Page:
Prophecy From a Catholic Perspective (36) – Unity – That They May All Be One


Continuing through the Catechism of the Catholic Church as it relates to prophecy:

820 “Christ bestowed unity on his Church from the beginning. This unity, we believe, subsists in the Catholic Church as something she can never lose, and we hope that it will continue to increase until the end of time.” Christ always gives his Church the gift of unity, but the Church must always pray and work to maintain, reinforce, and perfect the unity that Christ wills for her. This is why Jesus himself prayed at the hour of his Passion, and does not cease praying to his Father, for the unity of his disciples: “That they may all be one. As you, Father, are in me and I am in you, may they also be one in us, so that the world may know that you have sent me.” The desire to recover the unity of all Christians is a gift of Christ and a call of the Holy Spirit.

Clearly, there is disunity in the Christian community. This is no accident. Pride is the ultimate divisor, and throughout history there have been times of pridefulness within certain confines of the Catholic Church that drove believers away, and there have been occasions of pridefulness on the part of those who split away and took others with them. There were times when obedience was called for but humility was lacking, and there were times where obedience was demanded in matters for which the demand was unreasonable.

This is all called “sin.” And it is perfectly understanable why Satan would look to attack the unity of the Christian Church. Look at the words of Jesus above: “may they also be one in us, so that the world may know that you have sent me.” It is not a negative assault upon any individual who is not Catholic (and perhaps never has even been properly exposed to the faith) to point out that disunity in the Church is most likely the one largest reason why there is a general lack of faith in the world. When a non-Christian (or apathetic Christian) steps back and looks at us, it is not an unfair question for them to ask “so… you all believe different things and you all claim that the Bible and Holy Spirit tell you that you’re right, and yet there are a gazillion denominations, non-denominations, home-churches… WHO’S RIGHT!?” It is quite likely that the person asking this will dismiss it all and either eschew religion altogether, look to a non-Christian alternative, or just pick one that makes him or her feel the best about themselves. Disunity is a travesty far beyond any of the sins of the Church that spawned disunity in the first place. And the division does not confine itself to denominational lines. When you hear that 80% or more of married Catholics use contraception – in clear contradiction to the moral teachings of the Church – there is a lack of unity even within the Church. And eventually, many Catholics fall away from the faith because of it.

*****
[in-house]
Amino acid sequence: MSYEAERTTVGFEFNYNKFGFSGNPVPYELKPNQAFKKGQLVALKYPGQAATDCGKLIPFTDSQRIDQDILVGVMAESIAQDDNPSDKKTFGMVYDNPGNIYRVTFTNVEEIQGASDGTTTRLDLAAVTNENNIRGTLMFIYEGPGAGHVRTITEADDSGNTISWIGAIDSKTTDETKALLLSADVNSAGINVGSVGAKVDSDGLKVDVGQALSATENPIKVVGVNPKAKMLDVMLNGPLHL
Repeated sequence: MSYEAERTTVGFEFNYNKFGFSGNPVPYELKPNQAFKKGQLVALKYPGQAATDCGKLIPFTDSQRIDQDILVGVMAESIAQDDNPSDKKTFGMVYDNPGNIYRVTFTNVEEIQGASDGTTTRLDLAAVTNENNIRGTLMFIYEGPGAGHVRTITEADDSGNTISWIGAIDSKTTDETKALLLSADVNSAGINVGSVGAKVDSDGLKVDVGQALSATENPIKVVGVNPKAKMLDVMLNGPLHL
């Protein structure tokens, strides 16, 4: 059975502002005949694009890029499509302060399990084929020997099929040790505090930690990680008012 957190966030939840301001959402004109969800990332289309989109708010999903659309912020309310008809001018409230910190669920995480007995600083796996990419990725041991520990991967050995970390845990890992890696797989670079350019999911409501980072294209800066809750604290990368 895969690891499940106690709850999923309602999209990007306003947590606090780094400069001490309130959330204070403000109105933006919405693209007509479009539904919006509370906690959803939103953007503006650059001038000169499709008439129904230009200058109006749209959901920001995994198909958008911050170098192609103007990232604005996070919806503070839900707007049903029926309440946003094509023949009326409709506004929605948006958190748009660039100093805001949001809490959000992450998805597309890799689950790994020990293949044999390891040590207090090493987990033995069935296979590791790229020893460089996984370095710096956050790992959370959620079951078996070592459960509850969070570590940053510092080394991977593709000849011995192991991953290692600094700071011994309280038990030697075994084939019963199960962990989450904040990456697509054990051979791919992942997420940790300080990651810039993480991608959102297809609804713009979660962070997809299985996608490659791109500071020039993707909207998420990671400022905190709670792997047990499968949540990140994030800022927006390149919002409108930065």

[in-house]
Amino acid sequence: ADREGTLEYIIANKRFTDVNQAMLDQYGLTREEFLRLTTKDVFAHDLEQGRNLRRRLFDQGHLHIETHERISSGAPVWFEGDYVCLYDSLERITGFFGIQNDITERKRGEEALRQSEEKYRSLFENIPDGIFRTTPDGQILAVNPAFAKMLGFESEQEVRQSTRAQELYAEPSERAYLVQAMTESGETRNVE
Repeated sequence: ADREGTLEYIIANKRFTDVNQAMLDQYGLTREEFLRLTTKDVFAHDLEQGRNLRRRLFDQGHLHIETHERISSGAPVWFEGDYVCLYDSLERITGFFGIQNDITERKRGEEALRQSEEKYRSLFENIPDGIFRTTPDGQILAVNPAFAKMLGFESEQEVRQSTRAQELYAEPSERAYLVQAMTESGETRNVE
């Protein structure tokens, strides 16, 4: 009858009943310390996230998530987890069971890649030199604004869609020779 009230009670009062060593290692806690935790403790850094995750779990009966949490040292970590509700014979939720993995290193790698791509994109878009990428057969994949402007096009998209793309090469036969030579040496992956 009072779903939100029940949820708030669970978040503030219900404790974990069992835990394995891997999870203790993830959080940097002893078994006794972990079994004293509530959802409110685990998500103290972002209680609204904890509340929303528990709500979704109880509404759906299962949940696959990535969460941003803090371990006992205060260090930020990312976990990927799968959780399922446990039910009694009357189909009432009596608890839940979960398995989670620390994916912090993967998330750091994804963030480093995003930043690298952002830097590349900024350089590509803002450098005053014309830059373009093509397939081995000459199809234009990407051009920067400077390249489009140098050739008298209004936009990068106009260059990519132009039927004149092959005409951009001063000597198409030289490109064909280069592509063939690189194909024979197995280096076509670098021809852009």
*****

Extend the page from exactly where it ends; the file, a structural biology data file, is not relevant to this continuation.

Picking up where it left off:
It is healthy to recognize past failings, as long as it is in the proper perspective. People tend to want to “get away” from the issues they see, and too often will transcend them to improper levels. If the local Priest preaches heresy, one may feel inclined to head down the street to the denomination next door, but this is problematic. Doctrinal positions require that unambiguous truths exist. Going to the church next door may feel good on emotional and personable levels, but if there are doctrinal differences between them and the Catholic Church, then an honest evaluation of that needs to be considered before making a rash, emotional decision. I have seen those who leave for non-doctrinal reasons, and then allow themselves to slowly accept the doctrinal differences that go against Church teachings, but it is not an intellectually honest evaluation that they have done. They did not honestly struggle with the hard questions about whether or not God was calling them to understand their faith before they left, or whether or not they were being called to stay where they were for the purpose of helping to right the problems in the Parish.

So, what does this have to do with prophecy? It has everything to do with it. Timothy says that people will leave the truth of the Church for simple messages that “tickle their ears.” Further, it is clearly a continued attack on the unity of Christians that is emblematic of end-time prophecies. Further, there is a belief that, prior to the return of Christ, there must be a stronger unity among Christians. Remembering that Catholics don’t view the End Times as a specific number of years at the end of time, but all time succeeding the Resurrection of Christ, we can see the falling away from the unified faith as a sign of the end times unfolding over the last few centuries.


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